As countries and citizens across world navigate through the consequences of the COVID-19 pandemic, including its impacts on livelihoods, food security, poverty and unemployment, plans by government to introduce a Basic Income Grant (BIG) for South Africa’s unemployed could not have come at a better time.
The announcement by Social Development Minister Lindiwe Zulu, government’s plan to introduce a BIG, targeted specifically at unemployed non-grant recipients between the ages of 18 and 59, “is important because this has always been a major gap in SA’s otherwise comprehensive social protection system.” So says Professor Stephen Devereux, who holds the SA/UK Bilateral Research Chair in Social Protection for Food Security and is affiliated to the Centre of Excellence in Food Security at the University of the Western Cape.
Despite SA’s comprehensive social grant system, one in four children in South Africa remain stunted, Devereux says. We have high rates of child malnutrition in SA, partly because the CSG – which reaches 12 million children – is being diluted among other family members, including unemployed parents/care givers. “If we can provide assistance to unemployed parents/care givers through the proposed basic income grant, this could help improve the nutritional status of children”, says Devereux. “It is an investment in the future.”
According to Professor Devereux, “Calls for a basic income grant in SA are not new. The original idea was for everyone to receive this. But now we are talking about a BIG for those aged 18–59 who are unemployed, and who do not have access to other forms of grants or receive unemployment insurance from the UIF.”
Consequently, there is a big gap in coverage particularly for those engaged in activities within: the lower income informal sectors, precarious/seasonal employment such as farm workers, as well as those who don’t qualify for or receive income from other forms of social protection.
“So, the proposal announced by Minister Zulu will fill this gap and make SA’s social protection system truly comprehensive,” says Professor Devereux. Although COVID-19 has been a trigger for this development, it’s important that we have this discussion back on the table, Devereux adds.
Given the devastating impact of the pandemic on the global economy; there are questions and concerns about how the South African’s grant would be funded.
The important question to ask is: Can we afford not to have a basic income grant considering the high levels of unemployment in the country – which have now been compounded by COVID-19?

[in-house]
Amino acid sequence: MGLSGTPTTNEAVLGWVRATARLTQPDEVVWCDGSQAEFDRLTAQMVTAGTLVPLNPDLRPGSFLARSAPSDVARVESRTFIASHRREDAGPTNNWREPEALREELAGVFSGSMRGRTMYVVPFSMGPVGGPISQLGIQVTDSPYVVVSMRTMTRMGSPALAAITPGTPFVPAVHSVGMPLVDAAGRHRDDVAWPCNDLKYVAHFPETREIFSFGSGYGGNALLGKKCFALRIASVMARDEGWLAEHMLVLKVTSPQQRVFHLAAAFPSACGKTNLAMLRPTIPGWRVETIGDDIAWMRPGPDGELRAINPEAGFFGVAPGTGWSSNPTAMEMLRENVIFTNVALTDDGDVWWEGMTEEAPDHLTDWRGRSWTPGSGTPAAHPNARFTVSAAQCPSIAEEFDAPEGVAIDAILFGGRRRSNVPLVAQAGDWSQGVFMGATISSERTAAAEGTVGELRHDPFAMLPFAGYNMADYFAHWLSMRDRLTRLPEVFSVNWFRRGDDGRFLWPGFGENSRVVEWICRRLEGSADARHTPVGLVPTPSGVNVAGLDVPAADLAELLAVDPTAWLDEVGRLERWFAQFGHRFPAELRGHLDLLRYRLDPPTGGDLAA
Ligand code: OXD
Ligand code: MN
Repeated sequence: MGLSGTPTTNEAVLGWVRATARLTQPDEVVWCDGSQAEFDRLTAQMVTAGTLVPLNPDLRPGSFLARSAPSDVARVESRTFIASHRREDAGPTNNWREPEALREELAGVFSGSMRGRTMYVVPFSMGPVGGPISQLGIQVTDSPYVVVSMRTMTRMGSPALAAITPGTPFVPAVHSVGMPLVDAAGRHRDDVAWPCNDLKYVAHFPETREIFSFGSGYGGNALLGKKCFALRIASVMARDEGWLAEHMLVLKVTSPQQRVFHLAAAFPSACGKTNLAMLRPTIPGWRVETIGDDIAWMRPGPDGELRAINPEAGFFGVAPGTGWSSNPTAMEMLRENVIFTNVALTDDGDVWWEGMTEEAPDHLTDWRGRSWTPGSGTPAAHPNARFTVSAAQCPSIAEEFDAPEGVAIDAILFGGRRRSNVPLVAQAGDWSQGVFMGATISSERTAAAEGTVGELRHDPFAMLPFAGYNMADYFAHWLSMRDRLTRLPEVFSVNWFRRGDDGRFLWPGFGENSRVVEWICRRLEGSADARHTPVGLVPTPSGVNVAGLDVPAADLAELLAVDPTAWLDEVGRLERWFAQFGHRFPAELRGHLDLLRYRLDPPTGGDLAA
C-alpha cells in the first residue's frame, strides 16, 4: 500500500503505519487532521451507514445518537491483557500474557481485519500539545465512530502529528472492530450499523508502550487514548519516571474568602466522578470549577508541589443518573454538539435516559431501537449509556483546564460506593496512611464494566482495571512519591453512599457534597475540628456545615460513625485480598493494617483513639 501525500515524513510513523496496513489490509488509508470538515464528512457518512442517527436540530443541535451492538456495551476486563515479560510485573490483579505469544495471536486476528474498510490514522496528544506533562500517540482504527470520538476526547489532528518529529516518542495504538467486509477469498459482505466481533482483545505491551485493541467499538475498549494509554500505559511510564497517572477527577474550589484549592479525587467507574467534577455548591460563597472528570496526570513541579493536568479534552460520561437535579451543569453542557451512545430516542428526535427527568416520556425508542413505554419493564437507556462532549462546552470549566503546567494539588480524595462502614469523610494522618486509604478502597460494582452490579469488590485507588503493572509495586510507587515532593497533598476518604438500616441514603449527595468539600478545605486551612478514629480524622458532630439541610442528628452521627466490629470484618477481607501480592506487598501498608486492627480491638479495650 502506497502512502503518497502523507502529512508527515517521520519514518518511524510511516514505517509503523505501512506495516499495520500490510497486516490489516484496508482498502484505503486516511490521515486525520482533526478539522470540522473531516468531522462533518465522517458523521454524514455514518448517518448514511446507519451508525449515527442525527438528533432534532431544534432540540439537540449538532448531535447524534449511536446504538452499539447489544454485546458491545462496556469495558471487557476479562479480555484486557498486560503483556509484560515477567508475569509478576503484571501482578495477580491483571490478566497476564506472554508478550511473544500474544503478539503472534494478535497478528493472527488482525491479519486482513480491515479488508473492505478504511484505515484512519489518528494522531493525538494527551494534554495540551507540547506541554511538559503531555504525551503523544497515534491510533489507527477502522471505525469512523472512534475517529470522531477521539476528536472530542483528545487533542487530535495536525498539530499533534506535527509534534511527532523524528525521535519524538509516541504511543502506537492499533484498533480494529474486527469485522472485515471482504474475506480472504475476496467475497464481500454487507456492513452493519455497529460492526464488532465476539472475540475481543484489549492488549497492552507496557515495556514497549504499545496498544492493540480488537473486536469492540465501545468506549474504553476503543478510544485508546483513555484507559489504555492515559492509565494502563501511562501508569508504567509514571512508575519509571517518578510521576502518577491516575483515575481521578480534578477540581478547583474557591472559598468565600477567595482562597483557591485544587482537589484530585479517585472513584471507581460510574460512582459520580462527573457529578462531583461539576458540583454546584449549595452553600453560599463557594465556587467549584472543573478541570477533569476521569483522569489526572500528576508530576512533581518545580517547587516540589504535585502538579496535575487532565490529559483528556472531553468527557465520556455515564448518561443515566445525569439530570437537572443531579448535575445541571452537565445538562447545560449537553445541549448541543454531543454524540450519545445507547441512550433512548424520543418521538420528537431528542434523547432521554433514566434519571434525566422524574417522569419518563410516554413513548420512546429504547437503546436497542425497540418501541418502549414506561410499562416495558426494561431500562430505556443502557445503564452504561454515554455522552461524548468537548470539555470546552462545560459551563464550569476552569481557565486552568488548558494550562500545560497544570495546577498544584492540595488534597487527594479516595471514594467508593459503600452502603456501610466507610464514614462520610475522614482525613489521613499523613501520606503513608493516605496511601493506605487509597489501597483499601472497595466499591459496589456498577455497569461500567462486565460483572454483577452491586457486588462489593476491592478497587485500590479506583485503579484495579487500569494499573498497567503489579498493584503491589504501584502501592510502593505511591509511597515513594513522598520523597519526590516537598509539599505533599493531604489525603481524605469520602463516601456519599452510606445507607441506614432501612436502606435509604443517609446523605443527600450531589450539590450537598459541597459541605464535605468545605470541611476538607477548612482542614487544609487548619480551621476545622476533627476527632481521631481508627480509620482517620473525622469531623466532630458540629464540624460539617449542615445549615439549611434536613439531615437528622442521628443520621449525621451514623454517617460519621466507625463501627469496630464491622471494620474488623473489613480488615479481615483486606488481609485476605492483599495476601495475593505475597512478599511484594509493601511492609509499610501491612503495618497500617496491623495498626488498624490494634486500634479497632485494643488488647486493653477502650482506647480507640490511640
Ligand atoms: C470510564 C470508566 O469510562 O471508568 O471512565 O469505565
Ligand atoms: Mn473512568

Currently, South Arica’s unemployment insurance is linked to one’s contributions, while still employed. “This shouldn’t be the case,” says Devereux. “Unemployment insurance should be linked to your unemployment status.”
An investment in the future
Devereux also says providing a BIG for those aged 18–59, and unemployed, should be seen as an investment. “We know people can’t find jobs because there aren’t enough jobs… most people are looking, but can’t find jobs,” he says. The BIG can therefore create an enabling environment or provide a necessary resource to, for example, pay for transport to search for work. “Evidence from around the world suggests that social grants can contribute to increased economic activities and labour market participation, and don’t lead to dependency and people sitting at home living on the grant.”
At the moment, millions of unemployed people are living on grants anyway – surviving on the child support grant or old age pension – and this shouldn’t be the case because these grants are intended for children and older persons.
Despite the challenges evidenced in recent times with SASSA, Devereux believes South Africa has a well-developed grant system, that allows for efficient ways of delivering social grants. “It is possible to manage the system well,” he says.
To be effective, the BIG proposal must be supported by strong monitoring and implementation systems, Devereux adds.
“The real challenge will be about targeting and registration to avoid double dipping, guarding against corruption or fraudulent claims. This is going to require efficient monitoring and information management systems,” concludes Devereux.
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